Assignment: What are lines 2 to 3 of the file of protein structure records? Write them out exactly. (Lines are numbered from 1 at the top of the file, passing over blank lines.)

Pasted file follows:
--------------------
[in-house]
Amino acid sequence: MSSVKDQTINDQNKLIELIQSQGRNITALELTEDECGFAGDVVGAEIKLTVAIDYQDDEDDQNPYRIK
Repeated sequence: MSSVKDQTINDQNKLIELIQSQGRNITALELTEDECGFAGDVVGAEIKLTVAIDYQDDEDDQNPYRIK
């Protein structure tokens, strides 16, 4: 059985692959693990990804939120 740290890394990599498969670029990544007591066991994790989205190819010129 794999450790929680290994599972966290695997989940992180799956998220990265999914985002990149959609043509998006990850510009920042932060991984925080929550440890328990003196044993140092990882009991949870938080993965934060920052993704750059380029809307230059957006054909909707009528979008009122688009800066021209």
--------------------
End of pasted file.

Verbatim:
Amino acid sequence: MSSVKDQTINDQNKLIELIQSQGRNITALELTEDECGFAGDVVGAEIKLTVAIDYQDDEDDQNPYRIK
Repeated sequence: MSSVKDQTINDQNKLIELIQSQGRNITALELTEDECGFAGDVVGAEIKLTVAIDYQDDEDDQNPYRIK